The cage should be large enough for the cavy to exercise freely. It should be at least 16" x 24" for a single animal. Cavies love to run and jump when they are healthy and happy. Some enjoy running through a large, empty oatmeal box (with ends removed) or sitting on a block of wood. Cavies are very clean and odorless if kept on clean bedding. Cavies must never be kept on wire! Wire bottoms on cages will cause foot infections and broken legs. If your cage has a wire bottom, cover the wire with newspaper, then cover the newspaper with shavings. The cage should be changed at least twice a week. Masking tape around the bottom sides of the cage will keep the shavings or droppings from flying out as your pet plays. Deep trays work best.
Hang a water bottle on the side of the cage and change the water at least once a day. Clean bottle with a mild bleach solution once a week.
A good, fresh cavy pellet is necessary to give the cavy all the nutrition it needs to grow strong and stay healthy. Never purchase packaged "guinea pig food" off a shelf. Chances are it will be so old that all the food value will be gone and your cavy will slowly die from malnutrition. Feed stores and reputable pet stores will purchase a good cavy pellet and supply it in bulk form. Don't over-buy. Remember, old food is worthless. If you can't get good quality cavy pellets, use a good quality rabbit pellet and add a flavored vitamin C tablet to the drinking water each day.
Cavies, like humans, do not produce the C vitamin and it is essential to their health and well-being to have vitamin C supplied in their diet. A quarter of a fresh orange per cavy every day is also a good way to supply vitamin C. Cavies will eat many fruits and vegetables so you can introduce your cavy to a variety and learn its likes and dislikes. Your lawn may provide an excellent source of vitamin C in the dandelion plant. This plant should be offered only if you do not use pesticides or other harmful chemicals on your lawn.
Alfalfa hay cubes are good to keep in the cage at all times for snacks and chewing exercise for the teeth which are growing continually and need the chewing to keep them from overgrowing. Overgrown teeth means the cavy cannot eat properly and they will starve if the teeth are not trimmed.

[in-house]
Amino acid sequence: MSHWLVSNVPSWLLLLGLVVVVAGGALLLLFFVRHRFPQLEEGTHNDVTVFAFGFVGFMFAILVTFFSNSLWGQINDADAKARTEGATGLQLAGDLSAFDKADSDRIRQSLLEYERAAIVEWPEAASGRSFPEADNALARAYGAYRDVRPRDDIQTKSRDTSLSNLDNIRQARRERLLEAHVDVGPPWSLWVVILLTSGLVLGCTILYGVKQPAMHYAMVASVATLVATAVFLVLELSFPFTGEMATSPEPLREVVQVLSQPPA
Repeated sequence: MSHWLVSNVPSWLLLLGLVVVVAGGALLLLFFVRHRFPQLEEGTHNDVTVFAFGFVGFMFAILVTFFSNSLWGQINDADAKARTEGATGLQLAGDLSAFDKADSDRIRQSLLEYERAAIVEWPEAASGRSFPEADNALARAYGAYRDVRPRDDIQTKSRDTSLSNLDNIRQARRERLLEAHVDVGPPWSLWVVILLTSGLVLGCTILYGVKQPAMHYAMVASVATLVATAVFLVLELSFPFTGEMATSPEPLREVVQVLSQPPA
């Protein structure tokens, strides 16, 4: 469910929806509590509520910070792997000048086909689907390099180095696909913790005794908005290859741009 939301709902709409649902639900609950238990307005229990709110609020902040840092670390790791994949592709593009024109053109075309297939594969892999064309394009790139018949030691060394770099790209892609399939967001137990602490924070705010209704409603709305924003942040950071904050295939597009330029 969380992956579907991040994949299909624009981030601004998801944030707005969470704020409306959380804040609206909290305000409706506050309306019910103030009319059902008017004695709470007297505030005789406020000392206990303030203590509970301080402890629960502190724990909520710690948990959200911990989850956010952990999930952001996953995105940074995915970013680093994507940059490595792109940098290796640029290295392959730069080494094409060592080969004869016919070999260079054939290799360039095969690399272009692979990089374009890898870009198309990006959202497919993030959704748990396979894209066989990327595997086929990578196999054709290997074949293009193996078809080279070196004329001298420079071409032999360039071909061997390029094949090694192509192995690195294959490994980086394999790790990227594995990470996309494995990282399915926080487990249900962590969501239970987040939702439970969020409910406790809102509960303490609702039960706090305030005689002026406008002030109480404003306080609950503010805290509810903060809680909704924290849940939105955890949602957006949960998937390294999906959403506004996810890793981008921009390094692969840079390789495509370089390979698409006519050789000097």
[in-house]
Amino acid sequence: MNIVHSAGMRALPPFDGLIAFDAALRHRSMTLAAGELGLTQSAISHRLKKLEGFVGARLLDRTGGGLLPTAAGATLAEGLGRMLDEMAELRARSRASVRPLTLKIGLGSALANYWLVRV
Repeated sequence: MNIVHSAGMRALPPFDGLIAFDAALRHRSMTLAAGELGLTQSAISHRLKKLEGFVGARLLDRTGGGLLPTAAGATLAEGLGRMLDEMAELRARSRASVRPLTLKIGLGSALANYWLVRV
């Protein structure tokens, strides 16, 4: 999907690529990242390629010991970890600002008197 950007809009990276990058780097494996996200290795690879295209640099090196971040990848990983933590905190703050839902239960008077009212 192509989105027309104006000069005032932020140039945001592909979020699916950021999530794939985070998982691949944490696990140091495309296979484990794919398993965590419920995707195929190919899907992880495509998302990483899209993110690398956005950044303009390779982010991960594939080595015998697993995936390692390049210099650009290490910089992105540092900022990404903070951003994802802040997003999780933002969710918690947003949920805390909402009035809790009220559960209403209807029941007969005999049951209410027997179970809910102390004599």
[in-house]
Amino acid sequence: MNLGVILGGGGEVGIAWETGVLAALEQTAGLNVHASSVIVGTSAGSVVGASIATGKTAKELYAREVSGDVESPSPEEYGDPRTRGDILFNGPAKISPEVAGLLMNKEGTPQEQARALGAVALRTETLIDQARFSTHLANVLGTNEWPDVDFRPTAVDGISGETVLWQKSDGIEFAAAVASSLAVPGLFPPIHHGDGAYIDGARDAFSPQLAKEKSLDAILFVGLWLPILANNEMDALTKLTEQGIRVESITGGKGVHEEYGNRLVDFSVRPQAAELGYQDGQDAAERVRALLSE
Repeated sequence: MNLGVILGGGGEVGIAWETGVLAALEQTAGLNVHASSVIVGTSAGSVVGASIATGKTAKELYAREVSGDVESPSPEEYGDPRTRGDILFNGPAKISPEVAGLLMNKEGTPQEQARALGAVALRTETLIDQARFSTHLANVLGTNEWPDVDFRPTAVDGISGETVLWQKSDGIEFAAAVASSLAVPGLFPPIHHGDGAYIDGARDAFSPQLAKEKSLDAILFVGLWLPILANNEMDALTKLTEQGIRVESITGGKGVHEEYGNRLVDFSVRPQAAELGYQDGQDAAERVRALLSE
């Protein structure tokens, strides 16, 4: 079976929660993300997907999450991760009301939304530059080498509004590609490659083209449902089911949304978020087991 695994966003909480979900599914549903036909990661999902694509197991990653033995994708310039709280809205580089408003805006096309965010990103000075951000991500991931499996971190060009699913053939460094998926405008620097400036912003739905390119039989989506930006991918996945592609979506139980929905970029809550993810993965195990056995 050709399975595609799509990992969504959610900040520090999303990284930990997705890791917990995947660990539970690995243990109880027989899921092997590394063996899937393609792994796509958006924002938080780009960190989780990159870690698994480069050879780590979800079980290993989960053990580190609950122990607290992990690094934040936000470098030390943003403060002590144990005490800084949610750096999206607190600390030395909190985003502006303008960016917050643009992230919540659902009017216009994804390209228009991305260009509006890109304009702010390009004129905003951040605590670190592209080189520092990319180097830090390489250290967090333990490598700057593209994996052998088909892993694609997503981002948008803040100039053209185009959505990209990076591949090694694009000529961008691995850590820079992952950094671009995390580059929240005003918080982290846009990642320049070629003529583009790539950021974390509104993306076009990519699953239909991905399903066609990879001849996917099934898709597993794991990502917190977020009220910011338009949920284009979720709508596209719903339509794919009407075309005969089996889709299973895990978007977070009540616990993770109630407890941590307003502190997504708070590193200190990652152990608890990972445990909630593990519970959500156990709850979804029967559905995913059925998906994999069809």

You can bathe a cavy with a mild shampoo (diluted half and half with water). Towel dry, or, if the weather is cool, use a blow dryer. Comb or brush their hair in the direction it grows - forward for Peruvians, backwards for the other breeds. Clip toenails occasionally. You may spray their coats with a flea and lice spray made for cats and kittens, hamsters or birds. If you let your cavy run on the lawn they may pick up lice from bird droppings in the grass. A quick spray and brushing usually takes care of any problem. These lice are NOT transferable to humans.
Cavies, given the proper food and care, are very hardy little animals and can live five to seven years. The biggest health hazard to a pet cavy is the human cold. If you have a cold give your cavy extra vitamin C and stay away from your pet! Do not cough or sneeze near your cavy and if you must handle your pet, wash your hands first. Never put your cavy in direct sunlight! Heat kills! Cavies have an internal body temperature higher than most animals and overheat quickly. Remember, heat stroke kills quickly! A cavy, unlike many animals, cannot transmit any disease to you.